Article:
Our project for wine merchants Berry Bros & Rudd is located in the St James’s Conservation Area within the City of Westminster on a very tight and sensitive urban site, surrounded on three sides by four Grade II* listed buildings. The proposal is effectively split into two distinct parts. At Ground floor and above the scheme provides 10,000sq. ft of lettable office floorspace whilst below ground level the new & refurbished basements extend and enhance BB&R’s existing Hospitality and Wine School facilities.
The architects have orchestrated the subtle resolution of an architectural puzzle of unusual complexity culminating in several well hidden but spectacular jewels.
The office is accessed from St James’s Street, through a re-configured shopfront of Richard Norman Shaw’s Alliance Assurance Building, 1881. Upon arrival into this new reception space one proceeds into a three storey circulation atrium – a ‘found’ space uniting the existing white ceramic glazed lightwell of Shaw’s building with the re-claimed rear façade of an early 18th Century Georgian Terrace. The brickwork to the rear of the terrace has been carefully refurbished, exposed in full for the first time in over a hundred years – earlier subsequent developments having been built up against its blank rear wall. The circulation space is enclosed by a glass roof, above which the new white brick rear elevation, facing Pickering Place, rises. The offices themselves offer square floorplates with views over St James’s Park and the London skyline beyond.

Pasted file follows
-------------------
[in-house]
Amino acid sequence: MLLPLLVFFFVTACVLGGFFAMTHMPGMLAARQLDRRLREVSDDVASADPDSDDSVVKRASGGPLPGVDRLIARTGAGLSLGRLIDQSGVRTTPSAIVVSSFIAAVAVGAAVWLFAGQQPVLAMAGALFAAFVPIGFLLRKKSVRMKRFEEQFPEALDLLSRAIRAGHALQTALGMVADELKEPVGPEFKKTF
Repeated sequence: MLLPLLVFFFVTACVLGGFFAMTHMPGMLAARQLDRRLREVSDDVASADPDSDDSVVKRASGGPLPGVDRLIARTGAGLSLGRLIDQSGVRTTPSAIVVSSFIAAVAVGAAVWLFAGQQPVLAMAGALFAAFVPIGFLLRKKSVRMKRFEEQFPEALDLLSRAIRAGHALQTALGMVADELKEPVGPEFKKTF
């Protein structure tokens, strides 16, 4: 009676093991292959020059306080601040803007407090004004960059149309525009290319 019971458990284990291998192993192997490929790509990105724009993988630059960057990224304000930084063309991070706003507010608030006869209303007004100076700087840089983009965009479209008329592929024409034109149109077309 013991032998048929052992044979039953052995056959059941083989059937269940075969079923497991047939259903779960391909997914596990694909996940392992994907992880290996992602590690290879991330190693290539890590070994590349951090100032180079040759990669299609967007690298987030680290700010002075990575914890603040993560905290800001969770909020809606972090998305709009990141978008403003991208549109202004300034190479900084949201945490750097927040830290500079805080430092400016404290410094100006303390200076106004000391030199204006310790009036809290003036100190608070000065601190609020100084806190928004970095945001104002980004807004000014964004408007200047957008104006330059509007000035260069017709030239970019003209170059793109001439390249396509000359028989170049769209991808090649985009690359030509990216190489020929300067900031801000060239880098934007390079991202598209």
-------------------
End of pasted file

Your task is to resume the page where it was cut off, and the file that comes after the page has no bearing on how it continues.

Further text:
There are a number of adjoining buildings in the same ownership and this is most evident at the basement levels where a network of buildings are interlinked. Over the years BB&R have re-invigorated their wine cellars by transforming them into hospitality spaces. In a further development of this process a brand new cellar – the Sussex Cellar. A new subterranean double height hospitality space has been created, with a tiled fan vaulted soffit, inspired by the Gaustavino brothers, and a mezzanine.
A new commercial kitchen is also incorporated at sub-basement which re-organises existing facilities and allowed the renovation and expansion of the ‘Napoelon Cellar’ at the base of the Alliance Assurance building. Access to the Napoleon Cellar has also been enhanced as part of the re-organisation – a lift giving wheelchair access to the vaults in a dignified way for the first time.
The project has been developed in conjunction with Short and Associates, who gained planning permission in 2008.
- Berry Bros & Rudd
- September 2015
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